It is concluded that the C-13.9kbT polymorphism is not a predictor of lactase persistence in sub-Saharan Africans, and Y-chromosome data is presented that is consistent with previously reported evidence for a back-migration event into Cameroon.
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TLDR
This study shows that a limited number of microsatellite loci may provide sufficient resolution to reconstruct key aspects of the evolutionary history of lactase persistence, providing an alternative to approaches based on large numbers of SNPs.
Common polymorphism in a highly variable region upstream of the human lactase gene affects DNA-protein interactions
TLDR
Analysis of sequence in four primate species and comparison with the published pig sequence shows that the overall sequence of this highly variable human region is conserved in pigs as well as primates, and that it lies within a 1 kb region which has been shown to control lactase downregulation in pigs.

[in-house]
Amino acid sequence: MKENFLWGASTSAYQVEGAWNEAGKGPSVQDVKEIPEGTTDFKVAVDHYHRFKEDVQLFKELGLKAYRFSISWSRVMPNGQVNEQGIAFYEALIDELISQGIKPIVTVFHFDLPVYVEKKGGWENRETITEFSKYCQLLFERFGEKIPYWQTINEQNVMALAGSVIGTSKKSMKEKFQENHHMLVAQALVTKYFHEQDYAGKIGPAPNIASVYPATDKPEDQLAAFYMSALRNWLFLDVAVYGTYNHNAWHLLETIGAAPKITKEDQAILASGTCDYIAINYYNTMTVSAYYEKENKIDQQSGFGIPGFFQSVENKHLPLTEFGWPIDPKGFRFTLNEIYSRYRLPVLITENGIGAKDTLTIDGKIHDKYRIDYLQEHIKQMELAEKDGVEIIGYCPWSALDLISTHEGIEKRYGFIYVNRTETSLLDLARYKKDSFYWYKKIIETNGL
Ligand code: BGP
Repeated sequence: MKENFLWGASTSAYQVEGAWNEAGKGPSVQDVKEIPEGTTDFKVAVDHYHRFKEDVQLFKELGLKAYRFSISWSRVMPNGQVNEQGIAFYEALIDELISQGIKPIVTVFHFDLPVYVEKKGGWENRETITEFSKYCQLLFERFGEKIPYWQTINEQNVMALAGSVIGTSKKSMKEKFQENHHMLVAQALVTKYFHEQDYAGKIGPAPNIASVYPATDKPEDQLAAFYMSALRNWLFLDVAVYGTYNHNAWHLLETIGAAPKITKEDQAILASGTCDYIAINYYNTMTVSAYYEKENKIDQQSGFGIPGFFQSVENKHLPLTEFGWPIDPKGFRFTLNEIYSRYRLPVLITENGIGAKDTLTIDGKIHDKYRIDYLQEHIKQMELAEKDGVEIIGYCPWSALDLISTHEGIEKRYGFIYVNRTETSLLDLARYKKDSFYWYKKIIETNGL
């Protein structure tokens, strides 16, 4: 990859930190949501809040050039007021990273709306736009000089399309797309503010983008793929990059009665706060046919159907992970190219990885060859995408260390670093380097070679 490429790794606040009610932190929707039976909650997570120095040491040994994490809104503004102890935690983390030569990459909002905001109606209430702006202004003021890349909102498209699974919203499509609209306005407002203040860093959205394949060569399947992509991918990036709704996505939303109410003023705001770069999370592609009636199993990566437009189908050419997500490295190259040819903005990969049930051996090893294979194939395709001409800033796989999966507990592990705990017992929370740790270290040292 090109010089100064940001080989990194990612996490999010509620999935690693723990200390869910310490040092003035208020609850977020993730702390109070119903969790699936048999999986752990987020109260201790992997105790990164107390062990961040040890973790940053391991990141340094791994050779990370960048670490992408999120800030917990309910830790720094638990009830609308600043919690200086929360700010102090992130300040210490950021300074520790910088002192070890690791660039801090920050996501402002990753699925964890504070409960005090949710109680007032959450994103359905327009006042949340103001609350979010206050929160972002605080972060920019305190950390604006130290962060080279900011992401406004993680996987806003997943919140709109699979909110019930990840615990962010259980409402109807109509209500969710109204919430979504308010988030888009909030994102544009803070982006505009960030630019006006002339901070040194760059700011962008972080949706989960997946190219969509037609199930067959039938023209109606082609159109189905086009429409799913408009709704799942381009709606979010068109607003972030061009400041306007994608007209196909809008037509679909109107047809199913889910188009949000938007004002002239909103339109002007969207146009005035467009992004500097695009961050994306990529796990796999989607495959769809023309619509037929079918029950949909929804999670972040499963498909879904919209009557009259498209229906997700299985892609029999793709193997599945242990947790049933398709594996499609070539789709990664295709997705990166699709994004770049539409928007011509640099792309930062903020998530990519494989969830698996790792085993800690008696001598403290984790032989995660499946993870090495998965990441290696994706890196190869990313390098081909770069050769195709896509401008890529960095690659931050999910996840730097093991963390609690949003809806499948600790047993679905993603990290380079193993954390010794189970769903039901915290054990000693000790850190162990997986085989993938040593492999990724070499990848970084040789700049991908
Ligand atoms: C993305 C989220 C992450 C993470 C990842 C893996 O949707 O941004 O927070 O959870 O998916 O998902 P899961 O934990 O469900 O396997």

T-13910 DNA variant associated with lactase persistence interacts with Oct-1 and stimulates lactase promoter activity in vitro.
TLDR
The data suggest that the binding of Oct-1 to the T-13,910 variant directs increased lactase promoter activity and this might provide an explanation for the lactase persistence phenotype in the human population.
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TLDR
It is estimated that strong selection occurred within the past 5,000-10,000 years, consistent with an advantage to lactase persistence in the setting of dairy farming; the signals of selection the authors observe are among the strongest yet seen for any gene in the genome.